The problem of course when it comes to NDE's is that there is really no way to determine what causes it, why it only seems to happen in 1/3 of people and if what they are experiencing is something spiritual or merely medical.
What I can’t figure out is this—if it’s something physical, then why should bystanders sometimes share in a person’s NDE? This surgeon in Italy, for instance, told me that he was doing an elective operation on a fairly young man in good health. The patient had a cardiac arrest and the doctor was unable to resuscitate him. All of a sudden, the doors of the operating room were flung open and there was this woman.
She said, “I was out in the waiting room and my husband came to me. He told me to tell you that he’s not dead.” The doctor resumed the resuscitation and the patient’s heart started beating again. The first thing the patient said was, “I was up above my body and I kept trying to tell you I wasn’t dead, but you couldn’t hear me. So I told my wife.”
I hear from people all the time about how they participate in someone else’s NDE—that indicates that the experience is not due to oxygen deprivation to the brain.
Dr Raymond Moody
In December of 2016, AWARE (AWAreness during REsuscitation) was a study which involved multiple hospitals aimed to test the validity of what a patient was perceiving as a near death experience. The study took place between 2008 and 2015 and was lead by Dr Sam Parnia.
"Contrary to perception, death is not a specific moment but a potentially reversible process that occurs after any severe illness or accident causes the heart, lungs and brain to cease functioning. If attempts are made to reverse this process, it is referred to as 'cardiac arrest'; however, if these attempts do not succeed it is called 'death'. In this study we wanted to go beyond the emotionally charged yet poorly defined term of NDEs to explore objectively what happens when we die."
Dr Sam Parnia, Assistant Professor of Critical Care Medicine and Director of Resuscitation Research at The State University of New York at Stony Brook, USA
15 hospitals participated in the study within the United States, United Kingdom and Austria. Patients who were resuscitated were interviewed in 3 stages.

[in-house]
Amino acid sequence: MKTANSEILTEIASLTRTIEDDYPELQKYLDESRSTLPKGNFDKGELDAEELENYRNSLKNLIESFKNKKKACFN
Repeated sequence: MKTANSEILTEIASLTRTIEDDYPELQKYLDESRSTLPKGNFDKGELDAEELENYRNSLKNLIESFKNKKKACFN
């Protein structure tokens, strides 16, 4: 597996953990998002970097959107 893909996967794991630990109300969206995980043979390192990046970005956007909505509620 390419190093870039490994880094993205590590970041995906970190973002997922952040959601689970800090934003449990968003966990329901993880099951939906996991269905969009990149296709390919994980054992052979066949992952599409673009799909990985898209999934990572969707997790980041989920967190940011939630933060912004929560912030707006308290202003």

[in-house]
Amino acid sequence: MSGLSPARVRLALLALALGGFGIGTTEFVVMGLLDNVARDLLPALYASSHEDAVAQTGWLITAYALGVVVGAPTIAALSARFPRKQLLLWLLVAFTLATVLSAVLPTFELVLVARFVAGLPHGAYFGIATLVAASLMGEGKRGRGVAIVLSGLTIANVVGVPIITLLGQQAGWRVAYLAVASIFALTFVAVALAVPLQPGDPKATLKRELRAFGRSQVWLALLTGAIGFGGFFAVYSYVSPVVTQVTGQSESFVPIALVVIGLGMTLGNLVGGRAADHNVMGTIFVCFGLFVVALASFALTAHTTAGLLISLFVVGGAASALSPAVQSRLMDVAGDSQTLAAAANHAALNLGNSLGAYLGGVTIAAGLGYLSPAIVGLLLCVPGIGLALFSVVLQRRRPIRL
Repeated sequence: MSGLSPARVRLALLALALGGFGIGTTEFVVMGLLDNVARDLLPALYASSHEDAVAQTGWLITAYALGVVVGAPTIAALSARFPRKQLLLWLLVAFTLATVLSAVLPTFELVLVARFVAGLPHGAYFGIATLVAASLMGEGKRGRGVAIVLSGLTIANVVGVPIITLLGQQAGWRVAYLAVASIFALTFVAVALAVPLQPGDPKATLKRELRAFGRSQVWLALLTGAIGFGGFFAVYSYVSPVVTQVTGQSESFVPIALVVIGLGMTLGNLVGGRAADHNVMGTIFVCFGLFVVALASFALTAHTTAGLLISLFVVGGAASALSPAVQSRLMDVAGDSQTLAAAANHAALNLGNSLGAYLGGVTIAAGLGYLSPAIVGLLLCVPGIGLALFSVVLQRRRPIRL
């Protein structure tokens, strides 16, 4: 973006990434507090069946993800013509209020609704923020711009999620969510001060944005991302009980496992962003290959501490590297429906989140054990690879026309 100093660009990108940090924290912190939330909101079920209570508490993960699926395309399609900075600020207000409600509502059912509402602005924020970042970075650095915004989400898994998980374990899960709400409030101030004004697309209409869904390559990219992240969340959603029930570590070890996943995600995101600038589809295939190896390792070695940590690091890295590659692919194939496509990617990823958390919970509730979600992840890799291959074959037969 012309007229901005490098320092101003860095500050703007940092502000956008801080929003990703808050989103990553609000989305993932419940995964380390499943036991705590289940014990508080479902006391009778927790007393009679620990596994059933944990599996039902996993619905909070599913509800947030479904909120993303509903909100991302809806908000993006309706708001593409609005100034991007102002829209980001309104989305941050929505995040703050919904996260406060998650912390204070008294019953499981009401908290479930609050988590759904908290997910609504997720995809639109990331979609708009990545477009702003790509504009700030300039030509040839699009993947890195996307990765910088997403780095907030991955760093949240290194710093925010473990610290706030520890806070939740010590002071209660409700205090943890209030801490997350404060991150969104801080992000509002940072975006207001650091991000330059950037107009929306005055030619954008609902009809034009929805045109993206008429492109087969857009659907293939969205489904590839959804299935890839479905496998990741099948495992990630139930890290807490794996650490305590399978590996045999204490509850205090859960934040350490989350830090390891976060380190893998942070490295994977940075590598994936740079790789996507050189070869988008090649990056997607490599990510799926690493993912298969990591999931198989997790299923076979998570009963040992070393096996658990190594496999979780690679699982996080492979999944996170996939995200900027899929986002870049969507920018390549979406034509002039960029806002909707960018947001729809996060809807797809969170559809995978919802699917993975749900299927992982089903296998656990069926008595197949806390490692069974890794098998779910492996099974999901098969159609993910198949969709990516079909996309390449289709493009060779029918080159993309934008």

To assess the accuracy of claims of visual awareness (VA), 50 to 100 shelves were installed in each hospital near the ceiling of areas where CA resuscitation was likely to occur. Each shelf had an image that was visible only from above the shelf. The study's hypothesis was that the images on the shelves could potentially test the validity of claims of accurate VA, provided enough cases of NDEs occurred where the patient had visual awareness from a vantage point high enough to see the image.
The official study report stated the following results:
Among 2060 CA events, 140 survivors completed stage 1 interviews, while 101 of 140 patients completed stage 2 interviews. 46% had memories with 7 major cognitive themes: fear; animals/plants; bright light; violence/persecution; deja-vu; family; recalling events post-CA and 9% had NDEs, while 2% described awareness with explicit recall of ‘seeing’ and ‘hearing’ actual events related to their resuscitation. One had a verifiable period of conscious awareness during which time cerebral function was not expected.
CA survivors commonly experience a broad range of cognitive themes, with 2% exhibiting full awareness. This supports other recent studies that have indicated consciousness may be present despite clinically undetectable consciousness. This together with fearful experiences may contribute to PTSD and other cognitive deficits post CA.
Regardless of your belief in this particular area, those who have had such an experience have found it to be quite profound and even life changing. Many find renewed faith in their religion or a stronger connection to their spirituality. There is an endless amount of books written on the topic full of stories from people with such experiences. We know that the brain is our most powerful tool. The question of what happens to our soul or our consciousness when we die is one of the main factors that fuel a lot of people that are researching the paranormal. Is an NDE a glimpse into what is next for us when our journey with our physical body ends, or is it just a nice dream?
I personally have not had an NDE so I am unable to contribute to that part of the conversation. If you feel comfortable enough to share, please feel free to share your experiences or thoughts on this topic.